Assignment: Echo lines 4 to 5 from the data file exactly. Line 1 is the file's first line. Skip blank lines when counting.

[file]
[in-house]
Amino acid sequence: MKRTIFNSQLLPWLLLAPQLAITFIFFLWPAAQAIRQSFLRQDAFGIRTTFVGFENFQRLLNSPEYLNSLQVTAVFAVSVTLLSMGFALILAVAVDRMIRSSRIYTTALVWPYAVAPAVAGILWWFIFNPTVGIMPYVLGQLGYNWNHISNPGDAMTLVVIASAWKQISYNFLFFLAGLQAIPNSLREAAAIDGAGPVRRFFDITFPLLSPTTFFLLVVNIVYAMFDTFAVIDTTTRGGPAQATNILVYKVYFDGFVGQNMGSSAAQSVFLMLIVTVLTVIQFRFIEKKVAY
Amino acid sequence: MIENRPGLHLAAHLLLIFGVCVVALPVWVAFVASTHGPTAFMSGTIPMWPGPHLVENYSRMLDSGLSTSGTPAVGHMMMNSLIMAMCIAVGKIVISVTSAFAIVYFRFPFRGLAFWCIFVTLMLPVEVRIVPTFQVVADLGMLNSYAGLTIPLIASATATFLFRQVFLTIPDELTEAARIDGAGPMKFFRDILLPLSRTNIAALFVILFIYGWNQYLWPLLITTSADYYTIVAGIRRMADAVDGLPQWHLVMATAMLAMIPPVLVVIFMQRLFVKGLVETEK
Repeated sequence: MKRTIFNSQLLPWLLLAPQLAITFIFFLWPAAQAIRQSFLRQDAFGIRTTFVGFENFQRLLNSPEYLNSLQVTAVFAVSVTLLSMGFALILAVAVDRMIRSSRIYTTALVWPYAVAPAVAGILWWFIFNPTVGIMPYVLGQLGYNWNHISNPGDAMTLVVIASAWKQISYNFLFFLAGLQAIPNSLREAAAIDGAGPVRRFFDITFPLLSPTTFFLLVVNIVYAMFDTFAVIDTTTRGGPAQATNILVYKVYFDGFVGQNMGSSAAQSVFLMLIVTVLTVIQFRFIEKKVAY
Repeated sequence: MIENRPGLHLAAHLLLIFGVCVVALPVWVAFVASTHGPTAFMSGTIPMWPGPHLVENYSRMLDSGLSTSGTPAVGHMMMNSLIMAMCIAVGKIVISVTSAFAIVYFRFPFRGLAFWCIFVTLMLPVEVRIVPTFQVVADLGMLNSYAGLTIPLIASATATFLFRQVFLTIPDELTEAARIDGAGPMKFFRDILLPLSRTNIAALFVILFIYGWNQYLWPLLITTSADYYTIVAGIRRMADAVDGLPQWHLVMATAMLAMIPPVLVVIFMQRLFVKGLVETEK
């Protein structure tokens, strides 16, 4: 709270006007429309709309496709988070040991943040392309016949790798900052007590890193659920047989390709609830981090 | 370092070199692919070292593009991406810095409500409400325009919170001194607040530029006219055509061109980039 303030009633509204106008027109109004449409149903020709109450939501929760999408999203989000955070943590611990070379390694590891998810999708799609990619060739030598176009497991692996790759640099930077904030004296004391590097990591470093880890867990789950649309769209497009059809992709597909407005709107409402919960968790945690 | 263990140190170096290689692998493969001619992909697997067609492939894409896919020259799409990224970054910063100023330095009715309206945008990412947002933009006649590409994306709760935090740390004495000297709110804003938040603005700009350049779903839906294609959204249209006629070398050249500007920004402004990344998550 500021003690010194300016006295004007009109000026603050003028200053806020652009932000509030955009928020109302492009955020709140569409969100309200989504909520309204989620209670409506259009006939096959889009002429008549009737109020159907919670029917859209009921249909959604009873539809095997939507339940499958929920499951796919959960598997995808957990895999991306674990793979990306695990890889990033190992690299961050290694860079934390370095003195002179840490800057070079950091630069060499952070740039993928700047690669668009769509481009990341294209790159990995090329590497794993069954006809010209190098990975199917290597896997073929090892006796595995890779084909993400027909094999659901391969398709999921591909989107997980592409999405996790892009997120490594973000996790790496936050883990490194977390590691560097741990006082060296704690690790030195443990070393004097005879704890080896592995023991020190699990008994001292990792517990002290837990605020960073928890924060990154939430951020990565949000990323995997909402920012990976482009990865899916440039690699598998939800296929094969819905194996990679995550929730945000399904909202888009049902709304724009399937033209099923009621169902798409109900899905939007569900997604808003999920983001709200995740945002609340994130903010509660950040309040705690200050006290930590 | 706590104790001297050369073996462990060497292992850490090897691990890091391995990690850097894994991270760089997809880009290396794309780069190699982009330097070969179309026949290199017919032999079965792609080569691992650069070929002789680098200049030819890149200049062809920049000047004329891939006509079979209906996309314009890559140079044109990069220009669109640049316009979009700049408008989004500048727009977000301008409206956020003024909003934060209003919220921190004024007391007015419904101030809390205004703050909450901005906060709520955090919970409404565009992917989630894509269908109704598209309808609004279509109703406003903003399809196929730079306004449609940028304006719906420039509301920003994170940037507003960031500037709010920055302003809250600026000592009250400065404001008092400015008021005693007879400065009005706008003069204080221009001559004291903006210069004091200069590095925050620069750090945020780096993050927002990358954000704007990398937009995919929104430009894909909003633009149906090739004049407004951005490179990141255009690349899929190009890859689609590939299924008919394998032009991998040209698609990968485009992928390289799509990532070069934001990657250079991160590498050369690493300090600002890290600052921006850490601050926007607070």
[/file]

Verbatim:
Repeated sequence: MKRTIFNSQLLPWLLLAPQLAITFIFFLWPAAQAIRQSFLRQDAFGIRTTFVGFENFQRLLNSPEYLNSLQVTAVFAVSVTLLSMGFALILAVAVDRMIRSSRIYTTALVWPYAVAPAVAGILWWFIFNPTVGIMPYVLGQLGYNWNHISNPGDAMTLVVIASAWKQISYNFLFFLAGLQAIPNSLREAAAIDGAGPVRRFFDITFPLLSPTTFFLLVVNIVYAMFDTFAVIDTTTRGGPAQATNILVYKVYFDGFVGQNMGSSAAQSVFLMLIVTVLTVIQFRFIEKKVAY
Repeated sequence: MIENRPGLHLAAHLLLIFGVCVVALPVWVAFVASTHGPTAFMSGTIPMWPGPHLVENYSRMLDSGLSTSGTPAVGHMMMNSLIMAMCIAVGKIVISVTSAFAIVYFRFPFRGLAFWCIFVTLMLPVEVRIVPTFQVVADLGMLNSYAGLTIPLIASATATFLFRQVFLTIPDELTEAARIDGAGPMKFFRDILLPLSRTNIAALFVILFIYGWNQYLWPLLITTSADYYTIVAGIRRMADAVDGLPQWHLVMATAMLAMIPPVLVVIFMQRLFVKGLVETEK